On 6/30/13 2:01 PM, Jeff Davis wrote:
Simple test program attached, which creates two files and fills them:
one by 2048 8KB writes; and another by 1 posix_fallocate of 16MB. Then,
I just cmp the resulting files (and also "ls" them, to make sure they
are 16MB).

This makes platform level testing a lot easier, thanks. Attached is an updated copy of that program with some error checking. If the files it creates already existed, the code didn't notice, and a series of write errors happened. If you set the test up right it's not a problem, but it's better if a bad setup is caught. I wrapped the whole test with a shell script, also attached, which insures the right test sequence and checks.

Your C test program compiles and passes on RHEL5/6 here, doesn't on OS X Darwin. No surprises there, there's a long list of platforms that don't support this call at https://www.gnu.org/software/gnulib/manual/html_node/posix_005ffallocate.html and the Mac is on it. Many other platforms I was worried about don't support it too--older FreeBSD, HP-UX 11, Solaris 10, mingw, MSVC--so that cuts down on testing quite a bit. If it runs faster on Linux, that's the main target here, just like the existing effective_io_concurrency fadvise code.

The specific thing I was worried about is that this interface might have a stub that doesn't work perfectly in older Linux kernels. After being surprised to find this interface worked on RHEL5 with your test program, I dug into this more. It works there, but it may actually be slower.

posix_fallocate is actually implemented by glibc on Linux. Been there since 2.1.94 according to the Linux man pages. But Linux itself didn't add the feature until kernel 2.6.20: http://lwn.net/Articles/226436/ The biggest thing I was worried about--the call might be there in early kernels but with a non-functional implementation--that's not the case. Looking at the diff, before that patch there's no fallocate at all.

So what happened in earlier kernels, where there was no kernel level fallocate available? According to https://www.redhat.com/archives/fedora-devel-list/2009-April/msg00110.html what glibc does is check for kernel fallocate(), and if it's not there it writes a bunch of zeros to create the file instead. What is actually happening on a RHEL5 system (with kernel 2.6.18) is that calling posix_fallocate does this fallback behavior, where it basically does the same thing the existing WAL clearing code does.

I can even prove that's the case. On RHEL5, if you run "strace -o out ./fallocate" the main write loop looks like this:

write(3, "\0\0\0\0\0\0\0\0\0\0\0\0\0\0\0\0\0\0\0\0\0\0\0\0\0\0\0\0\0\0\0\0"..., 8192) = 8192

But when you call posix_fallocate, you still get a bunch of writes, but 4 bytes at a time:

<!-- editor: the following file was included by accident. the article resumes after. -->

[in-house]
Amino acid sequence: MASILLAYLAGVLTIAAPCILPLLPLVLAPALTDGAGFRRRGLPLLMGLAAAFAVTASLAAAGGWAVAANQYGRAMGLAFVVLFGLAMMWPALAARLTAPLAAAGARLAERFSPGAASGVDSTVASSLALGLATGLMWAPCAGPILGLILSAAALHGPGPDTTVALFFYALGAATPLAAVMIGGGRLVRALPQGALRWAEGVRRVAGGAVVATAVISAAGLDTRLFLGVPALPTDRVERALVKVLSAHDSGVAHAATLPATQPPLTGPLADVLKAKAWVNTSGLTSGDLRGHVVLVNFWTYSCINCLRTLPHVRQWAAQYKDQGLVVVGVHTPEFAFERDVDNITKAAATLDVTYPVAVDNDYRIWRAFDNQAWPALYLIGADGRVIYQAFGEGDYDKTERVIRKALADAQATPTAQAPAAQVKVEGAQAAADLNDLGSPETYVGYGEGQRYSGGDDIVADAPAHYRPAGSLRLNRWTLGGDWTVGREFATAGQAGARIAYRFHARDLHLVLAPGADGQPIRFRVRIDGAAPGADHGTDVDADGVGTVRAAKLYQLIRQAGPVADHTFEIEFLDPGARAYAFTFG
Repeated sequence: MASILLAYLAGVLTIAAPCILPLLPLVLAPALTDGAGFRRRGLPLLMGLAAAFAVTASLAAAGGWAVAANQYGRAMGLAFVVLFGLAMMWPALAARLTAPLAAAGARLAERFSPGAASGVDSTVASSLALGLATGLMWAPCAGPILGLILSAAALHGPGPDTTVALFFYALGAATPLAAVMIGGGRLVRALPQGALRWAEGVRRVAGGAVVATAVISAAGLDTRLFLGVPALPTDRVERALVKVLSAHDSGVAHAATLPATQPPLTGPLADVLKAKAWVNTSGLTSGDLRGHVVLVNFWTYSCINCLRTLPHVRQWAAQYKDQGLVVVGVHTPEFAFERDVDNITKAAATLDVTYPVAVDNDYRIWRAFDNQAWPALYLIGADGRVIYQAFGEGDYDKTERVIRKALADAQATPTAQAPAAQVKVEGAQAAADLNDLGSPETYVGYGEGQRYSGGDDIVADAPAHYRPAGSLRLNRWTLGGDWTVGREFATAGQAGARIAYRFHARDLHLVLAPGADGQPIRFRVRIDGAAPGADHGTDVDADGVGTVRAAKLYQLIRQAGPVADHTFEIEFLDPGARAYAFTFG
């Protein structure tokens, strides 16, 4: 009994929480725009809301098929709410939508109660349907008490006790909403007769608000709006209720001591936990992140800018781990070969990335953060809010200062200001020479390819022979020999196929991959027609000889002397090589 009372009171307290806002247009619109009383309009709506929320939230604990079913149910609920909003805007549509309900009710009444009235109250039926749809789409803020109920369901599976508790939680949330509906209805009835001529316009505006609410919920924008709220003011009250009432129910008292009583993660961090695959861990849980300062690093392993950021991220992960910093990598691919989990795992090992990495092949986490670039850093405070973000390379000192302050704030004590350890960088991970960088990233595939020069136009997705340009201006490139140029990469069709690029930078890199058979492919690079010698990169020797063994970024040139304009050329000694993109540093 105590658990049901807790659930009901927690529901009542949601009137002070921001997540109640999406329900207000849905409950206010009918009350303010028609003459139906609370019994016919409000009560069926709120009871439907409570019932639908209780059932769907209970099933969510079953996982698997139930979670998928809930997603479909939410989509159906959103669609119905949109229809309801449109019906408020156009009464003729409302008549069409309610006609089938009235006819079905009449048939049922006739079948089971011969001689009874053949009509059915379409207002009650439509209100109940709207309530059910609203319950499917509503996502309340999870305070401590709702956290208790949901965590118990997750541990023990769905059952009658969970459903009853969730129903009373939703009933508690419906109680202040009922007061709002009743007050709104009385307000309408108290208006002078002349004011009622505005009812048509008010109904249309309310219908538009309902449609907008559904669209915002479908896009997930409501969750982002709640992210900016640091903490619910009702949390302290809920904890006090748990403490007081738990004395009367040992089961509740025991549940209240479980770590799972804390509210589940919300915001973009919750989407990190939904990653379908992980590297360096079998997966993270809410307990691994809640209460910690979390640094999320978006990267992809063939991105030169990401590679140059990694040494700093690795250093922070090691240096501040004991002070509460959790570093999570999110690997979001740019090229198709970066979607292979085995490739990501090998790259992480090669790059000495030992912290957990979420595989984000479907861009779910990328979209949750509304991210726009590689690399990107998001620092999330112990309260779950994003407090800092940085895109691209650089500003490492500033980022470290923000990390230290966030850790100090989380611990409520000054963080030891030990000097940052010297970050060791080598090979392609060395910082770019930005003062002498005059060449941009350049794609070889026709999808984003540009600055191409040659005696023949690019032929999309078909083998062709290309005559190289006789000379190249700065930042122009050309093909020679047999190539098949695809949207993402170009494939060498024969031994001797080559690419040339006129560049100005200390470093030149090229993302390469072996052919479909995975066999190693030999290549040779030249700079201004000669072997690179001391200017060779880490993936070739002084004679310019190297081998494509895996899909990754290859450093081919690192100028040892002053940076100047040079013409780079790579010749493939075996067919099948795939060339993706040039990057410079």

pwrite(4, "\0", 1, 16769023)            = 1
pwrite(4, "\0", 1, 16773119)            = 1
pwrite(4, "\0", 1, 16777215)            = 1

That's glibc helpfully converting your call to posix_fallocate into small writes, because the OS doesn't provide a better way in that kernel. It's not hard to imagine this being slower than what the WAL code is doing right now. I'm not worried about correctness issues anymore, but my gut paranoia about this not working as expected on older systems was justified. Everyone who thought I was just whining owes me a cookie.

This is what I plan to benchmark specifically next. If the posix_fallocate approach is actually slower than what's done now when it's not getting kernel acceleration, which is the case on RHEL5 era kernels, we might need to make the configure time test more complicated. Whether posix_fallocate is defined isn't sensitive enough; on Linux it may be the case that this only is usable when fallocate() is also there.

Greg Smith   2ndQuadrant US    g...@2ndquadrant.com   Baltimore, MD
PostgreSQL Training, Services, and 24x7 Support www.2ndQuadrant.com
rm -f fallocate /tmp/afile /tmp/bfile
gcc fallocate.c -o fallocate
if [ ! -x fallocate ] ; then
  echo Test program did not compile, posix_fallocate may not be supported

if [ -f /tmp/afile ] ; then
  sizea=`du /tmp/afile | cut -f 1`
  sizeb=`du /tmp/bfile | cut -f 1`
  if [ "$sizea" -eq "$sizeb" ] ; then
    cmp /tmp/afile /tmp/bfile
    if [ "$?" -ne 0 ] ; then
      echo Test failed, files do not match
      echo Test passed
    echo Test failed, sizes do not match
#include <fcntl.h>
#include <stdio.h>

char buf[8192] = {0};

int main()
	int i;
	int written;
	int fda = open("/tmp/afile", O_CREAT | O_EXCL | O_WRONLY, 0600);
	int fdb = open("/tmp/bfile", O_CREAT | O_EXCL | O_WRONLY, 0600);
	if (fda < 0 || fdb < 0)
		printf("Opening files failed\n");
	for(i = 0; i < 2048; i++)
			written=write(fda, buf, 8192);
			if (written < 8192)
				printf("Write to file failed");

	posix_fallocate(fdb, 0, 16*1024*1024);


	return 0;
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